Too often, though, pastors get such blowback from parishioners about pushing the “treasure” element of stewardship that parishes settle for commitments of time and talent by the same small group of people who always volunteered them anyway. And because time and talent do not substitute for treasure, poor Father is back to nickel-and-diming. It makes parish giving, which should be a grateful response to God’s gifts and a regular part of Catholic discipleship, feel like being hounded to pay an overdue cable bill. That’s not pleasant for anyone!
So the hard truth is that our parishes are getting by on too little from too few. (That’s especially a problem, paradoxically enough, in our largest parishes, maybe because everybody figures everyone else must be giving.) The good news is that it wouldn’t take much from each of us to change that. Here are some things to consider as the new year begins.
Give consciously. Write your parish into your family budget. Whether it’s on a yearly, monthly, or weekly basis, make your parish offering a line item. Planning ahead will keep you from resorting to digging in your pockets for spare change as the collection basket comes by. Using weekly offering envelopes or participating in an online giving program, if your parish offers one, are two good ways to make your giving conscious.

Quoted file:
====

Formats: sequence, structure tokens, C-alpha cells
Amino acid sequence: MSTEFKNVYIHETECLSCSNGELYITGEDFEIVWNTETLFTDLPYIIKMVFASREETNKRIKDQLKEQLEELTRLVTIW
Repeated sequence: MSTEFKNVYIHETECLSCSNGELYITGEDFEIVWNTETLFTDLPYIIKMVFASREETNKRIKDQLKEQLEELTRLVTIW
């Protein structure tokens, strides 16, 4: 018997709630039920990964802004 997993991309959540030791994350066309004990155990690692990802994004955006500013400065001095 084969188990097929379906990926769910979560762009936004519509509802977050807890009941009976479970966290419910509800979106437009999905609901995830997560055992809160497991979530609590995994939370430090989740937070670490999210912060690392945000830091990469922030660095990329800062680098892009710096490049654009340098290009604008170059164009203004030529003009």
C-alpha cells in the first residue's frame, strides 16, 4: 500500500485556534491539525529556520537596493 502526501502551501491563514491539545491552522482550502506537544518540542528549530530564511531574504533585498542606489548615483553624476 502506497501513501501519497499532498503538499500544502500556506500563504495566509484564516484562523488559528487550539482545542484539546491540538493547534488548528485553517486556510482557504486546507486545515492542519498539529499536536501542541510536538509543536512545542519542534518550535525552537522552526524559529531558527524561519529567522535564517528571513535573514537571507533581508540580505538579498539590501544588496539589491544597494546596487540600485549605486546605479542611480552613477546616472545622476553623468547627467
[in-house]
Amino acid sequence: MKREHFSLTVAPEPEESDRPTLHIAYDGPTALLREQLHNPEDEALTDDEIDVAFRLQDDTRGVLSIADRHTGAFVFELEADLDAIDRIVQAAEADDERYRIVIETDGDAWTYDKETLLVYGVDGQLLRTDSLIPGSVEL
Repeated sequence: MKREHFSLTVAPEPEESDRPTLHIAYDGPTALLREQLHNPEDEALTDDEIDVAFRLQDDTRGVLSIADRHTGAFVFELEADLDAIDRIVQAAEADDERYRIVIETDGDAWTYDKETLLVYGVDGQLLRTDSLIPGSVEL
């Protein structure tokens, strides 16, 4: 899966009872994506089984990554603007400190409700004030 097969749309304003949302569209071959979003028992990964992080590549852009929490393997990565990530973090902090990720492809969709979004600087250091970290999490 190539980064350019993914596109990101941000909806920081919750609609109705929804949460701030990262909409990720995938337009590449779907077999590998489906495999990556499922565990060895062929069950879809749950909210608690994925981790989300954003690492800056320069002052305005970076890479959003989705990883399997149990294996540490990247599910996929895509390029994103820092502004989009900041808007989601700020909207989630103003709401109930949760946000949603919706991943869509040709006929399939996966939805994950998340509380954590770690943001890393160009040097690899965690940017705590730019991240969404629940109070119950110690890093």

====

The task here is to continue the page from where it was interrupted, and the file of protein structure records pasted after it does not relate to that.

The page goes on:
Give off the top. When determining how much to give our parish, many of us look to what’s left over after other obligations have been met. We give out of scarcity and fear, rather than gratitude. Try (at least for a few weeks or months) putting your relationship with God and his people first. Whatever we have we owe to God’s generosity.
Give more than you think you can. People sometimes ask about whether there’s a biblical standard. The tithe, or one-tenth of one’s wealth or income, is often mentioned in the Bible, and many Christians today aim for a 10% level of annual giving divided among church and charities. (Parish giving, though tax-deductible, is not charity for Catholics. It’s a precept, a joyful obligation.) But Jesus told his rich follower to sell all that he had and give it to the poor – 100%! He praised the poor widow who gave her last two coins to the Temple. In your prayerful consideration, strike a balance between 1% and 100% — pledge to give what you really can and maybe a little more, and to give it gladly and regularly. Don’t compare yourself to others; your giving is a covenant between you and your family and God, and God is never outdone in generosity.
Give yourself. Consider ways to be more involved in the life of your parish this year. See your gifts at work in the various ministries. Explore new ways to use your time and talents in the service of others, not as a substitute for financial support, but as a way of living what that support symbolizes.
It would take very little, in practice, to move that 1% of annual income level of giving to 2%. For most people, that’s the weekly equivalent of a couple of large lattes or a gallon or two of gas. What could your parish do with twice as much financial support every week? And it wouldn’t take much to make it 2 out of 3, or even 3 out of 3, who give regularly.
You can make that difference, starting now. And then maybe you and Father can both stop dreading this time of year.
[ Editor’s Note: Parishes that wish to reprint this particular piece for their bulletin are free to do so, but are asked to include attribution to the author and to Aleteia.org ]